“In other words, we think that agents will view online impression-based advertising in the same way they have traditionally viewed lead referral economics, which is to say that they’re willing to pay up to 40 percent of their commission to the channel that provides them with a customer.”
When an analyst asked Rascoff to elaborate, he said, “I’m not saying that we are going to change our business model to shift to charge on a success based referral basis, not at all. That is not our intention. We do not plan to do that.”
The comments, he said, “were really with respect to TAM,” or total addressable market.
To reduce its reliance on realtor.com, Zillow and Trulia, NRT will consolidate most of its local operating company websites under one URL.
“We believe this will enhance our relevance within the search engines and elevate our viewership and create more leads,” Zipf said.
NRT will also launch its own consumer real estate website — “Project Flanker” — with automated valuations and other “features outside of the traditional real estate website arena,” Zipf said. “We believe we are the only real estate brokerage company that is entering this space in the consumer real estate arena.”
(In May, the National Association of Realtors approved a contentious amendment requiring Realtor-affiliated MLSs to make it easier for brokers to use listing data to develop AVMs.)
While “Project Flanker” may represent a departure from traditional brokerage websites, Realogy CEO Richard Smith said the company does not expect it to attract the kind of traffic generated by third-party listing portals.
“It is not intended to compete against the big portals like Zillow or Trulia,” Smith said Monday during Realogy’s second-quarter earnings call. “It is a very different approach to the markets, very smart, I think it is very strategic.”
When it launches “Project Flanker,” NRT will join other brokerages in offering a national IDX search portal, including ZipRealty, Redfin and Movoto.
Because NRT is a brokerage, Project Flanker is unlikely to generate the kind of controversy that surfaced in 2011, when Realogy and other franchisor operators successfully lobbied NAR to allow them to index and display IDX listings published by their affiliated brokers on national franchise sites like Century 21.
NAR repealed the approval after less than a year because of backlash from large brokers, who felt that allowing national franchisors to display IDX listings to national franchisors gave them an unfair advantage and went against the spirit of IDX listings, which are usually available only to MLS members. That controversy could explain why NRT, and not Realogy at large, is the one building these national sites.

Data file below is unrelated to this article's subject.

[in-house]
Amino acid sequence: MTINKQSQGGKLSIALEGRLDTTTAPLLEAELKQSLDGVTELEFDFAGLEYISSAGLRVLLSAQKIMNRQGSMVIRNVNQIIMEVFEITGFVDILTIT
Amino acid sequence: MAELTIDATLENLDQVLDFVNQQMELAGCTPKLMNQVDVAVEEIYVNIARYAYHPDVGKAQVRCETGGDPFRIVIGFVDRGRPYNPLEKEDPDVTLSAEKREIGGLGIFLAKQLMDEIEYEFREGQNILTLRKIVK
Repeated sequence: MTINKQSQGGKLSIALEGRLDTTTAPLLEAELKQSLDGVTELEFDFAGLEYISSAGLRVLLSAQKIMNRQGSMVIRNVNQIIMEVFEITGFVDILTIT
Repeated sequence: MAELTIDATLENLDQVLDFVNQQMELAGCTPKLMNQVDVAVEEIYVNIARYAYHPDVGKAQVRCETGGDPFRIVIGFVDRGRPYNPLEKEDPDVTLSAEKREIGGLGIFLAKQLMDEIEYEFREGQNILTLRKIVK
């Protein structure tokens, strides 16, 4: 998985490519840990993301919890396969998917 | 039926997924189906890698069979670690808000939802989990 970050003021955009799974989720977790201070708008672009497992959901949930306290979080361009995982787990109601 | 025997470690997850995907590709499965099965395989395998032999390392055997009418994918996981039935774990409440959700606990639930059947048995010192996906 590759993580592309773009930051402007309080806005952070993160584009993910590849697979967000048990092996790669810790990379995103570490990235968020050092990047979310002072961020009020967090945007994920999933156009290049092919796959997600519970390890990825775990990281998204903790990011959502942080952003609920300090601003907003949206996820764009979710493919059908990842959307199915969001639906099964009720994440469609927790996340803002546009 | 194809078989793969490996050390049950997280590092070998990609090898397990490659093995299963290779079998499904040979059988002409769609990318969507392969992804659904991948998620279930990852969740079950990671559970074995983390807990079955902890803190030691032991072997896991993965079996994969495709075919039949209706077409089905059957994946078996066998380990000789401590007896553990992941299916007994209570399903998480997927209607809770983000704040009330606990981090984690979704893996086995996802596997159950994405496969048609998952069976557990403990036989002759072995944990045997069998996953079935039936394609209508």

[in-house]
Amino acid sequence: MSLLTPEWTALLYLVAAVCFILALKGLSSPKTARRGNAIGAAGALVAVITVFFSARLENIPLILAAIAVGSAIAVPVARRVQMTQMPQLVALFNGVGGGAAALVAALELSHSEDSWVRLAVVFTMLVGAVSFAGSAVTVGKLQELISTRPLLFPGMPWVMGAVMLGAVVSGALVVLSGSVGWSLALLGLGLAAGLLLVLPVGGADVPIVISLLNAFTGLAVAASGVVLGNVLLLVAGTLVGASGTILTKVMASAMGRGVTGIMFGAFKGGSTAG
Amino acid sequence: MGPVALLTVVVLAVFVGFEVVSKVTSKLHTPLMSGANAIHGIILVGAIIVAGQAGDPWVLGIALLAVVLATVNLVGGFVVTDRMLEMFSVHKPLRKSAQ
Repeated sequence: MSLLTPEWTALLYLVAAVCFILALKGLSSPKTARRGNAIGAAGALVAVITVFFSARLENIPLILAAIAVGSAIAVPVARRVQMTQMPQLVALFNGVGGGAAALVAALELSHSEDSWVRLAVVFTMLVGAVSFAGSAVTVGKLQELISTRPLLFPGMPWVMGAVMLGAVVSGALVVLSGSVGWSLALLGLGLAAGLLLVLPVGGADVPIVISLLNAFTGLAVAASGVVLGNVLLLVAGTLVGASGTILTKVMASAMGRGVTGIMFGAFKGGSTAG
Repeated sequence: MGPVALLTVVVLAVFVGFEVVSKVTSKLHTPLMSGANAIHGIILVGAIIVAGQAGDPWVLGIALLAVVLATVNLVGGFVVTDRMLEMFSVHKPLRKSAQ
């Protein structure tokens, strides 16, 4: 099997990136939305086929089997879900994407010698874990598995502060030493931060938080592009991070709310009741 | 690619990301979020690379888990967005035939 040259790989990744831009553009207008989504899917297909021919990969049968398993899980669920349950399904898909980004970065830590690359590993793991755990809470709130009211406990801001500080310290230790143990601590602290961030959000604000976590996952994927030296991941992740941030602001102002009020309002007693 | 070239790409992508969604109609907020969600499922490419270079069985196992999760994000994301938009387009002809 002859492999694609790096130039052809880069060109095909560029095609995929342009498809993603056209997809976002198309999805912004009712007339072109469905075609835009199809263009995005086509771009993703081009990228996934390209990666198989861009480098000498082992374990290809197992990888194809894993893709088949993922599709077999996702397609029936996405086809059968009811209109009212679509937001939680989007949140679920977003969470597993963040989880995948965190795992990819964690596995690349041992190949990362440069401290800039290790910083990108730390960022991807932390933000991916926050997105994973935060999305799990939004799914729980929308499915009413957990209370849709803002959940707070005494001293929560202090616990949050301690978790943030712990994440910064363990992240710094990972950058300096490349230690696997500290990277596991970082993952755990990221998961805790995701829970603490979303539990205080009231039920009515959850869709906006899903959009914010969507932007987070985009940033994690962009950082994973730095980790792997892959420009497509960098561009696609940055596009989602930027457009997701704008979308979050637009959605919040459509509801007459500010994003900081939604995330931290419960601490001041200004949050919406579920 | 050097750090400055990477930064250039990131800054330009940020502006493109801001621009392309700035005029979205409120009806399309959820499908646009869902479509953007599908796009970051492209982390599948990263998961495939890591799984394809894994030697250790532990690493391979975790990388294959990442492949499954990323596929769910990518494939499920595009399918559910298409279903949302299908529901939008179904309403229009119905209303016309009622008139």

Franchisors, including Realogy’s franchise brands (like ERA Real Estate) and Re/Max, came up with a workaround that allows consumers to search IDX listings in markets where the brands have affiliates by serving up framed search results of their local affiliates’ sites. Homes.com powers the ERA and Re/Max sites.
Smith said “IDX is fairly common in our industry, we don’t see any problem there at all,” with IDX display, saying the NRT site is “on track” to launch by the end of the year.
To better manage and convert the leads generated by the websites, NRT plans to introduce “a highly integrated contact relationship management system to all of our 42,000 sales associates,” Zipf said. “Our call centers are going to be equipped with a broader contact relationship management software system also so that they can manage and convert these leads better. We believe these strategies will increase our referral closings from the 4,500 we closed in 2013 twofold over the next several years to 13,000 closed units.”
Zipf said it’s important to point out that most of NRT’s business comes not from technology or the Internet, but “from our agents’ sphere of influence and past clients.”
Recruiting “is a key NRT organic growth strategy,” he said. “Some of the competitive advantage we utilize to organically grow our businesses is through outlining and highlighting the skill of our local operating management and our senior management team. We also highlight our best of class of marketing, technology and training platforms to our potential recruits.”
Editor’s note: This story has been updated to add additional context to Zillow CEO Spencer Rascoff’s prediction that agents will someday be “willing to pay up to 40 percent of their commission to the channel that provides them with a customer.” Rascoff has said that does not mean that Zillow intends to charge what amounts to a referral fee.